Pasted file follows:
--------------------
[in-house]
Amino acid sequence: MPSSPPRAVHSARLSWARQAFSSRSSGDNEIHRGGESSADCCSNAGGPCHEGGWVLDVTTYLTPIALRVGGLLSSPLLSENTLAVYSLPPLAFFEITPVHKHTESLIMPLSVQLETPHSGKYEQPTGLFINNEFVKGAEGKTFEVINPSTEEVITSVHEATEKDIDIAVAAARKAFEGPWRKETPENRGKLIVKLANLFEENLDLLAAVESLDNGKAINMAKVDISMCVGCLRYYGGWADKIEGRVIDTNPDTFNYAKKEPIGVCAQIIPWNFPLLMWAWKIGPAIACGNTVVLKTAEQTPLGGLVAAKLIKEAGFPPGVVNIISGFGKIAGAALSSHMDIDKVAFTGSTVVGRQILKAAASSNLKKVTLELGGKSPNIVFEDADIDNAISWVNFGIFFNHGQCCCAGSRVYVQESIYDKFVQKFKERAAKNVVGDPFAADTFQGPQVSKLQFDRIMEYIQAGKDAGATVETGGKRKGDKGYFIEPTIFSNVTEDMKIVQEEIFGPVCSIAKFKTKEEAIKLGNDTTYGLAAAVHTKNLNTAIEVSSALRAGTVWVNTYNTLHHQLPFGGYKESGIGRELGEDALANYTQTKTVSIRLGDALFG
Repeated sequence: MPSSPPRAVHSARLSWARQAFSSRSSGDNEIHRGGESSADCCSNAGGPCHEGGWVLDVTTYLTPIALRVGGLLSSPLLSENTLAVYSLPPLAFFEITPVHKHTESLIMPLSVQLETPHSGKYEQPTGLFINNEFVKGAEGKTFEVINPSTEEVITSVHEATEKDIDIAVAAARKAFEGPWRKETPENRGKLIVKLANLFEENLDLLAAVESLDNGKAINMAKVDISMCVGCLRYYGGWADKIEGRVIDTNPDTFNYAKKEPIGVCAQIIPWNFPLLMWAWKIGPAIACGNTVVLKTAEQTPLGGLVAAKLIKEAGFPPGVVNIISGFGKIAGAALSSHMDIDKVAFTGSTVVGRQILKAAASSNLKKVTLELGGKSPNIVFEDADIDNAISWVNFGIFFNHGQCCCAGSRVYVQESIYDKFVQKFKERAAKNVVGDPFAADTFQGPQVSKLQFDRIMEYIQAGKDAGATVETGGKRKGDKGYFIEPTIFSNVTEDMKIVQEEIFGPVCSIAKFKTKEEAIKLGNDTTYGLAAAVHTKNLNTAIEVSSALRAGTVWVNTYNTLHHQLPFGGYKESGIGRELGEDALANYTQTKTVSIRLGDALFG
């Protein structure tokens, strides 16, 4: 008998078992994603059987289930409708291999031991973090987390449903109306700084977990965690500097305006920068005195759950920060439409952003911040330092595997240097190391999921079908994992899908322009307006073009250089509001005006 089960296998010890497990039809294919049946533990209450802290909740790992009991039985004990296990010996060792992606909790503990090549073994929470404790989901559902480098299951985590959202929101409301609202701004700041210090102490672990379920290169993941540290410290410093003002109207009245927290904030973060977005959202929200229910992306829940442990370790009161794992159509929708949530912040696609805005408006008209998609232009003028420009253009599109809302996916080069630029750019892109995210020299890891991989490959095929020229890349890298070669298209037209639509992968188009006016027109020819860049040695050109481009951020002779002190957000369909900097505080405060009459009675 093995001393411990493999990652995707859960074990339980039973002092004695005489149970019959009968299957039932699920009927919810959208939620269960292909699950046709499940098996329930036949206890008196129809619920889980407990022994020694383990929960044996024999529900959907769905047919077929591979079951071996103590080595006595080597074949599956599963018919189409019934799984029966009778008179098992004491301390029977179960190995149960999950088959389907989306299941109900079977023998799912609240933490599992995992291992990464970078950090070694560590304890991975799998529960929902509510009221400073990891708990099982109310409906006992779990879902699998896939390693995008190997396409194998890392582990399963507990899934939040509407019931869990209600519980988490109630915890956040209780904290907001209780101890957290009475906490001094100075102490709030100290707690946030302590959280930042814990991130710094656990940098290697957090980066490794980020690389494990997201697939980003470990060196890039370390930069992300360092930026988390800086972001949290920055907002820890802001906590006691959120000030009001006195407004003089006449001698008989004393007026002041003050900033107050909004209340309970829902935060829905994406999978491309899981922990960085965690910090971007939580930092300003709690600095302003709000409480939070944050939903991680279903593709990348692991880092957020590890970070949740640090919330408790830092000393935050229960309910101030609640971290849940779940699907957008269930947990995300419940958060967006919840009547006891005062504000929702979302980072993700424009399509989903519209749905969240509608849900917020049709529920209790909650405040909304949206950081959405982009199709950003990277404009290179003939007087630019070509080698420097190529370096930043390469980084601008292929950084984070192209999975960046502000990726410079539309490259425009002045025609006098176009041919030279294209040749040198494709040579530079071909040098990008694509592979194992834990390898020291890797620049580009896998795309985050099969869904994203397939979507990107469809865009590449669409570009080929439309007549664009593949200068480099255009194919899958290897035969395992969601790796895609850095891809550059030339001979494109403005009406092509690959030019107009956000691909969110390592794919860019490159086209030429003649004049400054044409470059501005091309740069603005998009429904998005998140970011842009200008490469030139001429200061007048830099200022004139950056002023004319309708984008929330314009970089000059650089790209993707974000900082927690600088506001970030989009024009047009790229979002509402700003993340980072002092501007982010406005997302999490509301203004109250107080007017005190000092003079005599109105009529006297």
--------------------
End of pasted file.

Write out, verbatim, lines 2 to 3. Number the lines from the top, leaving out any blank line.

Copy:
Amino acid sequence: MPSSPPRAVHSARLSWARQAFSSRSSGDNEIHRGGESSADCCSNAGGPCHEGGWVLDVTTYLTPIALRVGGLLSSPLLSENTLAVYSLPPLAFFEITPVHKHTESLIMPLSVQLETPHSGKYEQPTGLFINNEFVKGAEGKTFEVINPSTEEVITSVHEATEKDIDIAVAAARKAFEGPWRKETPENRGKLIVKLANLFEENLDLLAAVESLDNGKAINMAKVDISMCVGCLRYYGGWADKIEGRVIDTNPDTFNYAKKEPIGVCAQIIPWNFPLLMWAWKIGPAIACGNTVVLKTAEQTPLGGLVAAKLIKEAGFPPGVVNIISGFGKIAGAALSSHMDIDKVAFTGSTVVGRQILKAAASSNLKKVTLELGGKSPNIVFEDADIDNAISWVNFGIFFNHGQCCCAGSRVYVQESIYDKFVQKFKERAAKNVVGDPFAADTFQGPQVSKLQFDRIMEYIQAGKDAGATVETGGKRKGDKGYFIEPTIFSNVTEDMKIVQEEIFGPVCSIAKFKTKEEAIKLGNDTTYGLAAAVHTKNLNTAIEVSSALRAGTVWVNTYNTLHHQLPFGGYKESGIGRELGEDALANYTQTKTVSIRLGDALFG
Repeated sequence: MPSSPPRAVHSARLSWARQAFSSRSSGDNEIHRGGESSADCCSNAGGPCHEGGWVLDVTTYLTPIALRVGGLLSSPLLSENTLAVYSLPPLAFFEITPVHKHTESLIMPLSVQLETPHSGKYEQPTGLFINNEFVKGAEGKTFEVINPSTEEVITSVHEATEKDIDIAVAAARKAFEGPWRKETPENRGKLIVKLANLFEENLDLLAAVESLDNGKAINMAKVDISMCVGCLRYYGGWADKIEGRVIDTNPDTFNYAKKEPIGVCAQIIPWNFPLLMWAWKIGPAIACGNTVVLKTAEQTPLGGLVAAKLIKEAGFPPGVVNIISGFGKIAGAALSSHMDIDKVAFTGSTVVGRQILKAAASSNLKKVTLELGGKSPNIVFEDADIDNAISWVNFGIFFNHGQCCCAGSRVYVQESIYDKFVQKFKERAAKNVVGDPFAADTFQGPQVSKLQFDRIMEYIQAGKDAGATVETGGKRKGDKGYFIEPTIFSNVTEDMKIVQEEIFGPVCSIAKFKTKEEAIKLGNDTTYGLAAAVHTKNLNTAIEVSSALRAGTVWVNTYNTLHHQLPFGGYKESGIGRELGEDALANYTQTKTVSIRLGDALFG